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Loans available to low income residents

By Staff | Jul 28, 2010


Staff Writer

Jesse Gandee, a representative from USDA Rural Development, attended the Tyler County Commission meeting on Tuesday morning to informed the commissioners of some of the services they provide for low income residents.

Gandee spoke about the 504 program that provides loans and grant funds for the repair of water wells, septic systems, as well as the installation of bathrooms, replacement or repair of roofs and the addition of insulation. They will also provide for the installation of storm doors and windows, replacement of deteriorated siding, sheetrock ceilings, heating and cooling systems, replacement of damaged sub floors or floor coverings and the removal of health hazardous conditions.

“The purpose of the program is to keep low income families in their homes,” stated Gandee.

The maximum assistance per property owner for Section 504 loans may not exceed $20,000 and the maximum assistance per property owner for Section 504 grants may not exceed $7,500. The interest rate for all section 504 loans is one percent and loan terms can be written for a maximum of 20 years and are based on the borrower’s repayment ability.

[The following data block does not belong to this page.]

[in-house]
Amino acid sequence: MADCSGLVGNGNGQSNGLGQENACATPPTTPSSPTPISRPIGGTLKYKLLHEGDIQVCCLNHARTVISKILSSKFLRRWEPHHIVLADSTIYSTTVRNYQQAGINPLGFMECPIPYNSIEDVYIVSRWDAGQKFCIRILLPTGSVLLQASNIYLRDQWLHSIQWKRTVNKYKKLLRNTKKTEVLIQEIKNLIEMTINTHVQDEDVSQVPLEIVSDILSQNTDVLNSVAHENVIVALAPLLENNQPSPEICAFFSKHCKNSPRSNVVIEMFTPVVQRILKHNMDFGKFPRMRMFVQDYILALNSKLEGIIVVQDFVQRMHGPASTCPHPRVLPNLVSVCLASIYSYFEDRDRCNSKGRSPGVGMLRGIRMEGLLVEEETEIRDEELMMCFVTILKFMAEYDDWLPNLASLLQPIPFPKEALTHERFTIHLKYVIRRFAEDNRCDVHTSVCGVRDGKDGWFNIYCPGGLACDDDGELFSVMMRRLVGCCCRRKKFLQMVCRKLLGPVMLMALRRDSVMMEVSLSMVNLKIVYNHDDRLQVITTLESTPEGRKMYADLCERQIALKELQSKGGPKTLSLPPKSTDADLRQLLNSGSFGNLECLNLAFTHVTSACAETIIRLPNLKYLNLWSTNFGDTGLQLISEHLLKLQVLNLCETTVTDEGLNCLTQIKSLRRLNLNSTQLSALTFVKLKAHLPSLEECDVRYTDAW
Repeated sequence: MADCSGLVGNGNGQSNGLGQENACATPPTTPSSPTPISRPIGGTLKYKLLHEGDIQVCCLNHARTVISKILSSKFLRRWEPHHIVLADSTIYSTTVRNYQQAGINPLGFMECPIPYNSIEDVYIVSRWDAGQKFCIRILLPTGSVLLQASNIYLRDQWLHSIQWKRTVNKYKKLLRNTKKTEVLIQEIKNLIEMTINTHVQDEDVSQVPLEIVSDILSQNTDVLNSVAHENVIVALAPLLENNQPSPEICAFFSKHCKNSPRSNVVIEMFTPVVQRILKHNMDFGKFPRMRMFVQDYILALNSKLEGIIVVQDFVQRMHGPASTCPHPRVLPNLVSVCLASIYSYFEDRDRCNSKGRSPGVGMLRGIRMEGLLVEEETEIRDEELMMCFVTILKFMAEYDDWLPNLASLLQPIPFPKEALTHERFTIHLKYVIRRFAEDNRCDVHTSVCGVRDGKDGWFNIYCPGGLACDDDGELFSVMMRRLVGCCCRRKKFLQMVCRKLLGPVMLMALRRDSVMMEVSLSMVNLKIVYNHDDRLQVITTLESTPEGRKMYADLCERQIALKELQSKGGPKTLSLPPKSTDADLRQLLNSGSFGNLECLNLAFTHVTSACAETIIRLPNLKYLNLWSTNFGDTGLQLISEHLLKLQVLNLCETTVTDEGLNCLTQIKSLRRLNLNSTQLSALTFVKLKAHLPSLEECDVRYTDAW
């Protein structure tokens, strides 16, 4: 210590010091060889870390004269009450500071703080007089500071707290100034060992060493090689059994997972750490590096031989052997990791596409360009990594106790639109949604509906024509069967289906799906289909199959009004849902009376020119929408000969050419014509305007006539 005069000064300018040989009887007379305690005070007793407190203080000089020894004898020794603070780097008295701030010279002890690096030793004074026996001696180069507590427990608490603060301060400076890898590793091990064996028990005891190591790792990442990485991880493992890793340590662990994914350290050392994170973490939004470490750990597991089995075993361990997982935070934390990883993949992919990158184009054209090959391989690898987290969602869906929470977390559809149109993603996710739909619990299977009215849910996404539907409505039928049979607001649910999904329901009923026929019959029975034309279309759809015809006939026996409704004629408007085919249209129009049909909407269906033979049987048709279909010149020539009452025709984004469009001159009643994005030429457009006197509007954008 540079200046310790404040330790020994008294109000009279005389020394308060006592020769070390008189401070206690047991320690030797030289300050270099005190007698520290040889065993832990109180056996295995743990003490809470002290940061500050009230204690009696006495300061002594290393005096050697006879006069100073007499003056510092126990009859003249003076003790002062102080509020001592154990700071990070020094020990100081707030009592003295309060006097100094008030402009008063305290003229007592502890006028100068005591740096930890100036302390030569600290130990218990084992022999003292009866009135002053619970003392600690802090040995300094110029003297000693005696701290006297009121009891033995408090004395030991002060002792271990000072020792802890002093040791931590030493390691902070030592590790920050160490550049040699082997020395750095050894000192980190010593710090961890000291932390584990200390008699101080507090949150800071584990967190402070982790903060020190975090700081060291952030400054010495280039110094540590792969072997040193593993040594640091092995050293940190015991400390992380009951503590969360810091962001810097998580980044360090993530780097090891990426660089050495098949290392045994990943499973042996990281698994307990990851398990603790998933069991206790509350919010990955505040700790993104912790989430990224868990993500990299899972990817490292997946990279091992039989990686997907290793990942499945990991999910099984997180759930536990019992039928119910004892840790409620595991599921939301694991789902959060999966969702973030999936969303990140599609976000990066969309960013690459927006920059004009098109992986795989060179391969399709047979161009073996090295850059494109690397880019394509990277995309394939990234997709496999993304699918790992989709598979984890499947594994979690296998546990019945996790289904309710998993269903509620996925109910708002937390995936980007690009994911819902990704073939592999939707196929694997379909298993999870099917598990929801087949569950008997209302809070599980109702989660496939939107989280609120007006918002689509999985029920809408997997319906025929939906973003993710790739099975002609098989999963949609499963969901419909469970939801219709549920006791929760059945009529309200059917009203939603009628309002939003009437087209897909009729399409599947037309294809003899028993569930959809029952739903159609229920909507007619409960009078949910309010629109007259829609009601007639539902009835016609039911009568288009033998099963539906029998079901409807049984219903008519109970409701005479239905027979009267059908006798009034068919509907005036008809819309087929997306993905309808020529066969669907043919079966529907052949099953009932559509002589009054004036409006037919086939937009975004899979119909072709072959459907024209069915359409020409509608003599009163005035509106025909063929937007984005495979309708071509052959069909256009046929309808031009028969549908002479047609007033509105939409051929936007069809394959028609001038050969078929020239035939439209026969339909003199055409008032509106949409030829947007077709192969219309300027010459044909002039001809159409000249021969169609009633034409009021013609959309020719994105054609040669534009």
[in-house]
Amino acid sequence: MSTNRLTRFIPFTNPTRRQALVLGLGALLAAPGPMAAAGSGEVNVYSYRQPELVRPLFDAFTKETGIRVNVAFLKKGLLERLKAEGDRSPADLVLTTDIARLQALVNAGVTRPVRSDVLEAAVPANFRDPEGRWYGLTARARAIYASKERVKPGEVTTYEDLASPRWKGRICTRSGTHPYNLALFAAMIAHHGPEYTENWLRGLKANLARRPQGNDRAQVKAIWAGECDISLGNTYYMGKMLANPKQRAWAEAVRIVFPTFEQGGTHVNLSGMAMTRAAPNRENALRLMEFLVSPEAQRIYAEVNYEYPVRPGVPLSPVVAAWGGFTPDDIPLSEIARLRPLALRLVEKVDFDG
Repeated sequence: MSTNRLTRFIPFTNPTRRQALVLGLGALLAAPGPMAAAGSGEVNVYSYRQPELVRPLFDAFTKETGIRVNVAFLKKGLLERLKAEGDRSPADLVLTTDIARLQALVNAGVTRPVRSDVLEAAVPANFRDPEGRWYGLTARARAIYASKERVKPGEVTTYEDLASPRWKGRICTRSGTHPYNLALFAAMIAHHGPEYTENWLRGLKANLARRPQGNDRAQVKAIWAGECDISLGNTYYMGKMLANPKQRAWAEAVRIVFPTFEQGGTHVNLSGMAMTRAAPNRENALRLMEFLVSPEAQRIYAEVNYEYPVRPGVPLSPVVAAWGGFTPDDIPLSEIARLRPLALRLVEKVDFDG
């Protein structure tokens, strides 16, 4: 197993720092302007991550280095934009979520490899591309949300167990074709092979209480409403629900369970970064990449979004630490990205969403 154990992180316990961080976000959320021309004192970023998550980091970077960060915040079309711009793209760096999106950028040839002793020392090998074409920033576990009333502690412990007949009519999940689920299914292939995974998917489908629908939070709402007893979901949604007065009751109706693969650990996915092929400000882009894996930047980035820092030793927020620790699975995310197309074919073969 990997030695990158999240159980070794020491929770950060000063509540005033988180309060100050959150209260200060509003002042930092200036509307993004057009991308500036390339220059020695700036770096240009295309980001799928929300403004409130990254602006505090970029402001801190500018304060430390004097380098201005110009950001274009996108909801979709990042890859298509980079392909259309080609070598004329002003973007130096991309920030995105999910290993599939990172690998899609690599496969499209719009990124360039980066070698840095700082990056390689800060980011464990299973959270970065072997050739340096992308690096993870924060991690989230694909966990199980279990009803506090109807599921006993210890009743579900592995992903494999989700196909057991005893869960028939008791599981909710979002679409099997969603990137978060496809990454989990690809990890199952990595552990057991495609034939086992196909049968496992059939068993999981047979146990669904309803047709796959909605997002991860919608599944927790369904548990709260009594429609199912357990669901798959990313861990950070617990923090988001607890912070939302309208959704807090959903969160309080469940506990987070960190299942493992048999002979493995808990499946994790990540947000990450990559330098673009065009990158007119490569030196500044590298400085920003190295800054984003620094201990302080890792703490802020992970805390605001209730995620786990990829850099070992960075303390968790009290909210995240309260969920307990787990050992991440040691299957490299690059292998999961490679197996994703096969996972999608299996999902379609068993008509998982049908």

Pamphlets will be available at the courthouse for residents interested in the program.

In other business, the commission approved the election workers and polling places for the special primary election. District 3 will not be held at the old Tyler High School for this special election. Instead, it will be housed on the lower level of the Middle Island Health Clinic.

Robert Wable reported to the commission that $75,086.01 was found in the levy fund and he recommended dividing the money to distribute it to the three emergency services in the county. The measure would give each entity approximately $25,000 each to help them out and to keep the emergency services running. The money in the levy fund was money compiled over the last five years.

Wable stressed the importance of passing the levy.

The commission approved the motion to divided the money up between the emergency services.

Sandy McCowen, a Tyler County resident, attended the meeting asking the commission to draft a letter to the Department of Highways in Moundsville stating they approved the renaming Rush Fork Road.

The road name will go back to Stewarts Run Road, its original name, from the bottom of Sellers Road to the top of the hill on Little Sancho Road.

The restoration work on the clocktower is now completed according to President Charles “Pork” Smith. He also approved the motion to replace eight double hung windows in the Prosecutor’s Office in the amount of $2,500 by Fletcher and Lash Contractors.

The next meeting will be held at 9 a.m. on Aug. 10 at the Tyler County Courthouse.